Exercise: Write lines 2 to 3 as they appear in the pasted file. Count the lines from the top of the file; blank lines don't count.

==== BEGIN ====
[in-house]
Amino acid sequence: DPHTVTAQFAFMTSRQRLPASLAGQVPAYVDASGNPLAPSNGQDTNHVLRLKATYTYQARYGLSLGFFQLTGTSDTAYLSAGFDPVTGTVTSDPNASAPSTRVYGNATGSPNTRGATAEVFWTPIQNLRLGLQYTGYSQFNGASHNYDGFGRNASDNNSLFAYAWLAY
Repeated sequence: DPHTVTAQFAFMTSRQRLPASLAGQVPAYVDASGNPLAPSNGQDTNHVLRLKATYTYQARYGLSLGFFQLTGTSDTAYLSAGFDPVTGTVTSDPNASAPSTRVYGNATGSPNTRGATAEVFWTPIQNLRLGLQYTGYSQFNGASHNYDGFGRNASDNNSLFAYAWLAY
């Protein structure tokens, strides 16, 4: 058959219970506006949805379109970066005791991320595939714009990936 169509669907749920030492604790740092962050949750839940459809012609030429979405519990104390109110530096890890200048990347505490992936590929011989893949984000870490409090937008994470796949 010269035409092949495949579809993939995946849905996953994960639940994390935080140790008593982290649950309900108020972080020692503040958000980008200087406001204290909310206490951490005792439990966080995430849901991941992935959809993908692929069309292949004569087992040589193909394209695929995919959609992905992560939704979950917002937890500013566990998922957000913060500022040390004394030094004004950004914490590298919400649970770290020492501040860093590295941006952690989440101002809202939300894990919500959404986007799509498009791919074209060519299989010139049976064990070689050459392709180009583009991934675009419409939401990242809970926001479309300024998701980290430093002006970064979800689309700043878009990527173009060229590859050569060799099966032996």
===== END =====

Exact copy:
Amino acid sequence: DPHTVTAQFAFMTSRQRLPASLAGQVPAYVDASGNPLAPSNGQDTNHVLRLKATYTYQARYGLSLGFFQLTGTSDTAYLSAGFDPVTGTVTSDPNASAPSTRVYGNATGSPNTRGATAEVFWTPIQNLRLGLQYTGYSQFNGASHNYDGFGRNASDNNSLFAYAWLAY
Repeated sequence: DPHTVTAQFAFMTSRQRLPASLAGQVPAYVDASGNPLAPSNGQDTNHVLRLKATYTYQARYGLSLGFFQLTGTSDTAYLSAGFDPVTGTVTSDPNASAPSTRVYGNATGSPNTRGATAEVFWTPIQNLRLGLQYTGYSQFNGASHNYDGFGRNASDNNSLFAYAWLAY